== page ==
By using the spoken drum language in which each drum stroke is named by mnemotechnical syllables called bol-s, which work both as a memory aid and form of notation, the time cycles, tal, played on this record can be represented as follows:


1. Teental, 16 beats (division 4+4+4+4), vilambit  (slow), madhya  (medium), played on tabla. This tal is used to accompany North Indian vocal and instrumental music - classical and light.

 


2.          Dhamar, 14 beats (division 5+2+3+4), madhya (medium), played on tabla. This tal is used to accompany classical Dhamar singing and instrumental music.

 


3.          Dadra, 6 beats (division 3+3), madhya (medium), played on tabla and khol. This tal is used to accompany classical and light music

 


4.          Kaharwa, 4 beats (division 2+2), drut ((ast), played on tabla and dhol. This tal is used to accompany classical and light music.

 


5.          Dadra, 3 beats (division 1,5+1,5), drut (fast), played on tabla, khol and dhol. This tal is used to accompany light and classical
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Subroto Roy Chowdhury sitar

Manikrao Popatkar

Patricia Martin tamboura



Digitally recorded on March 17 and 18, 1986 at Tonstudio Bauer, Ludwigsburg, engineer: Carlos Albrecht, photographs by Anneliese Müller and Siegfried Dannecker, cover design by Klaus  Schnizer";s:4:"bild";s:25:"CD_jp_1017_1a_105x105.jpg";s:18:"detailbeschreibung";s:4191:"Gurjari Todi  Alap, Jor, Vilambit, Drut  (teental, 16 beats) 22.49"



 

 

Raga Desh

Alap, Jor                                 8.54"

(teental, 16 beats)                  22.49"



Tabla Solo in Raga Desh

(teental, 16 beats)                   8.12"



Mishra Bhairavi Dhun

(dadra, 6 beats)                       5.34"



 

–    Serenity    –    a cloudless sky, unruffled waters, calmness of mind, absence of passion, harmony of man and universe, nobleness, purity, wisdom, peace...   serenity.

This soft and harmonious sounding word that may apply to atmospheric conditions, to landscape, to human thoughts and behaviour, to justice, to a monarch, also seem to have been created to describe this recording.Out of serenity, with serenity, for our serenity, the music quietly unfolds, progressively disclosing its richness and beauty without ostentation. Even in the faster parts, no haste, no brusqueness disturbs the peaceful atmosphere built up by Subroto Roy Chowdhury and Manikrao Popatkar.



Groomed in the purest senia tradition, he follows the classical dhrupadic raga structure fast dying out even in India. He is considered the most progressive among traditonalists for his associates in a logical synthesis ancient and modern musical expressions without in anyway diluting the former. His improvisations are celebrated for their melodic beautiy and the harmonious blend of classical and folk music, highlighted by his both intellectual and emotional approach to the sitar.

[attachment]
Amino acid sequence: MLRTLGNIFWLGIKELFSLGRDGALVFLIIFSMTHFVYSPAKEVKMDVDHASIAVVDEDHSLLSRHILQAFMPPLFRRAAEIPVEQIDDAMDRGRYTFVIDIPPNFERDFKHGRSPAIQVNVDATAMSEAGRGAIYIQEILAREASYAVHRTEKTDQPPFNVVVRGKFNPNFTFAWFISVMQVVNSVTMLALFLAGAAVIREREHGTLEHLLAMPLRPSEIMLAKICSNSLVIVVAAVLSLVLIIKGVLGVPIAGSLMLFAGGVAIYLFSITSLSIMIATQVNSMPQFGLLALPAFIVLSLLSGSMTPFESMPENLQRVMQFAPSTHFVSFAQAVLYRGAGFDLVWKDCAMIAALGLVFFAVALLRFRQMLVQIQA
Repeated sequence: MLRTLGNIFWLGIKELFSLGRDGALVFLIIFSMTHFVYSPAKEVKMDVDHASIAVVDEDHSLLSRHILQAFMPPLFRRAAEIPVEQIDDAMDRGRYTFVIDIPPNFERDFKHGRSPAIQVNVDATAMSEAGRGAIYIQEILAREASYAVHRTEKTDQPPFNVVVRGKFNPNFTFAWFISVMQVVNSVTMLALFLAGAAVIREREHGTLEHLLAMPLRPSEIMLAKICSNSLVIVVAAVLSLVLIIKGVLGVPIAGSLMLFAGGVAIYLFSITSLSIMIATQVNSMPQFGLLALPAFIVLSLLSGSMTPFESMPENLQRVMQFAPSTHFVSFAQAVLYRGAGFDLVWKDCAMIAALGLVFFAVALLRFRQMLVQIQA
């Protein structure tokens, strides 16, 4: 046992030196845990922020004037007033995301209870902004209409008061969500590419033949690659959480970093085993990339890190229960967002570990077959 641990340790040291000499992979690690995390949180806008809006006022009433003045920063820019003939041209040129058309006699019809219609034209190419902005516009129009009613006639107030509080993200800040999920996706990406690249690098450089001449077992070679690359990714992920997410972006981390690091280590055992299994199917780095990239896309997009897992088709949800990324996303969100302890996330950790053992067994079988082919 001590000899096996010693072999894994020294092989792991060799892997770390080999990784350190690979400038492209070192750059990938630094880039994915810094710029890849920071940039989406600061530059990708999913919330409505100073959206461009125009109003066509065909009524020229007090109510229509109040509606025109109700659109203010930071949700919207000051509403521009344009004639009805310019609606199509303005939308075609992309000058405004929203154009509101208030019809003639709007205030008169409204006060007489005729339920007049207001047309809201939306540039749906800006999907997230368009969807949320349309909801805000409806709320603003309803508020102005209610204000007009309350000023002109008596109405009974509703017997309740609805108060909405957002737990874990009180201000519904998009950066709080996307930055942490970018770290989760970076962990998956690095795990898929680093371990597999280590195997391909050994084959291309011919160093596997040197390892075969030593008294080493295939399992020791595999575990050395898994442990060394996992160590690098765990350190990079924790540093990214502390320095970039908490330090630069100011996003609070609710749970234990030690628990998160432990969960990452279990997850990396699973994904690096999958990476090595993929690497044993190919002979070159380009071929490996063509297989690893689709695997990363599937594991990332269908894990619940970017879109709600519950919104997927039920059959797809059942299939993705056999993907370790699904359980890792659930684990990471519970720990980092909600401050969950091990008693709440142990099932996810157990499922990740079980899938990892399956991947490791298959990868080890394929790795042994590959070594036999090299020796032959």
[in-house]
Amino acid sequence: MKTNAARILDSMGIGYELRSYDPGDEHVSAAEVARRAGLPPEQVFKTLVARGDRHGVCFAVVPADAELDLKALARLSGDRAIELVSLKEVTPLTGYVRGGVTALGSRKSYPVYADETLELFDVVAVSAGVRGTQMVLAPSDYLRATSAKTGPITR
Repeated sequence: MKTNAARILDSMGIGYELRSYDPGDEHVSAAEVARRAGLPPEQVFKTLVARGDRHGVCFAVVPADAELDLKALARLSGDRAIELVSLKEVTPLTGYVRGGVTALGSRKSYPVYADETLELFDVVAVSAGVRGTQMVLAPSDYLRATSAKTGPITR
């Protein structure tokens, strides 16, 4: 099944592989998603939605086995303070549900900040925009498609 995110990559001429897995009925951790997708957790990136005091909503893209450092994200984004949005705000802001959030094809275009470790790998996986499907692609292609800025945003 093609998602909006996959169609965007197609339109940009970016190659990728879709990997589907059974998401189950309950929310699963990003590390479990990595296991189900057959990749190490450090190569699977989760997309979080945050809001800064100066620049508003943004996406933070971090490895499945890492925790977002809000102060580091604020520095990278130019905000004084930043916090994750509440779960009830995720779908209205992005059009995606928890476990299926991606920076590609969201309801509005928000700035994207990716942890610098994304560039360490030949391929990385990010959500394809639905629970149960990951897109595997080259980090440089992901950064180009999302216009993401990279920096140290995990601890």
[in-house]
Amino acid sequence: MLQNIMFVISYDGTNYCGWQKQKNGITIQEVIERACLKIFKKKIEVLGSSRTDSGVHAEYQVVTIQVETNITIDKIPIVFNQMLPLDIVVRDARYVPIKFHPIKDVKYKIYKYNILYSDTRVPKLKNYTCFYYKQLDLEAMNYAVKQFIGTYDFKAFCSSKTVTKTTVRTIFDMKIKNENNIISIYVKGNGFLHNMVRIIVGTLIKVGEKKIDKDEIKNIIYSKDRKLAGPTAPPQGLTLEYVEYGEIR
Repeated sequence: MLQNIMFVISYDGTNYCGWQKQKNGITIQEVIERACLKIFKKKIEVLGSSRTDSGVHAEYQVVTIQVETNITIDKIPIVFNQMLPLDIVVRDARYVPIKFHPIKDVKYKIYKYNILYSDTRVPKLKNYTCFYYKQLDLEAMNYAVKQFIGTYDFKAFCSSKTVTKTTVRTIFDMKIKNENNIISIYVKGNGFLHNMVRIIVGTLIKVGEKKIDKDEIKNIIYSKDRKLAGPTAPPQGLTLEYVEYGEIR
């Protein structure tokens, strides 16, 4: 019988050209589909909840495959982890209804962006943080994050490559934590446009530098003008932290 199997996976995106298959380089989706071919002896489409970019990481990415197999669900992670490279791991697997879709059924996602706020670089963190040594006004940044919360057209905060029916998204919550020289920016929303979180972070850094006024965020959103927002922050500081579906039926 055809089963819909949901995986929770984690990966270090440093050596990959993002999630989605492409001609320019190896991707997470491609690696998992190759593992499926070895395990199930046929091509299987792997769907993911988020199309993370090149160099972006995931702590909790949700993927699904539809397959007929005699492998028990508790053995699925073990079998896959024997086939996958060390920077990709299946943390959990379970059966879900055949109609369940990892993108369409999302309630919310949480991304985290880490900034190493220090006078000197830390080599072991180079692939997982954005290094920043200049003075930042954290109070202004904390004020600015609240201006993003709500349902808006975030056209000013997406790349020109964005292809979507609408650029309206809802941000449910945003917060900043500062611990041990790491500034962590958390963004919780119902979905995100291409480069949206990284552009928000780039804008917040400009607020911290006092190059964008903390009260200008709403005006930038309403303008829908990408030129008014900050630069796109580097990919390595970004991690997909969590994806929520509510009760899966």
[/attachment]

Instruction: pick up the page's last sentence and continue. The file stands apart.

Subroto Roy Chowdhury was born in Calcutta in 1943. His teachers were famous masters such as Nirmal Chakravarty, Suresh Chakravarty, Radhika Mohon Maitra and Birendra Kiskore Roy Chowdhury. He gave his first public performance when he was 21 years old and since then has won several trophies and medals, among others at the All Bengal and All India Radio music competions. In 1969, the title "surmani", a highly coveted musical award, was bestowed on him. In India, Subroto Roy Chowdhury is regularly invited to participate in the important musical events of both the North and the South.

Innumerable concerts, lectures and workshops all over Europe and his participation in several international festivals have made European listener well aware of Subroto Roy Chowdhury. Radio France –  France Musique and France Culture –, the Radio Télévision Belge, the Radio Suisse Romande, Netherlands radio AVRO, the BBC, Radio Bremen, the Westdeutscher Rundfunk und the Bayerischer Rundfunk recorded and broadcasted several of his recitals.

Subroto Roy Chowdhury is also a highly regarded composer of film and theater music. His very succesful music direction in Hansgünther Heyme’s Indo-German production "Antigone" shows that his scope is not limited only to composing for the sitar. He is also an eminent member of the teaching staff in one of the leading institutions under the University of Calcutta, an All India Radio and Television artist, a known music critic and a member of the experts committee of the Benares Hindu University.



Pandit Manikrao Popatkar (tabla) was born in Nagpur, Maharashtra, in 1933. He was initaially trained by his brother Shanker Rao Popatkar from the age of ten. In 1962, he was accepted as a disciple of the tabla virtuoso Tapsavi Samta Prasad of Benares. During his wide international tours and as a staff artist of All India Radio for nineteen years, he has accompanied the most renowned musicians of India, such as Nikhil Banerjee Hariprasad Chaurasia, Shiv Kumar Sharma, V.G. Jong, Ram Naradayan. He was selected to tour Europe with Vilayat Khan in 1968. Pandit Popatkar has developed a unique style for the tabla as an accompanying and as a solo instrument. His teaching methods are highly celebrated in India and Europe. His playing is both subtle and compact. It combines empathy with wisely measured audacity, the strictest classicism with the verve of the romantic poet.";s:10:"detailbild";s:25:"CD_jp_1017_1b_209x209.jpg";s:22:"templatefile_smalllist";s:27:"template_smalllist.template";s:12:"is_invisible";b:0;s:19:"templatefile_detail";s:24:"template_detail.template";s:22:"ignore_customer_rabatt";b:0;s:4:"rule";s:0:"";}}i:3;s:4:"0050";s:9:"Templates";a:0:{}s:14:"Anzahl_Artikel";i:4;s:19:"Anzahl_Warengruppen";i:0;s:8:"BasePath";s:1:".";}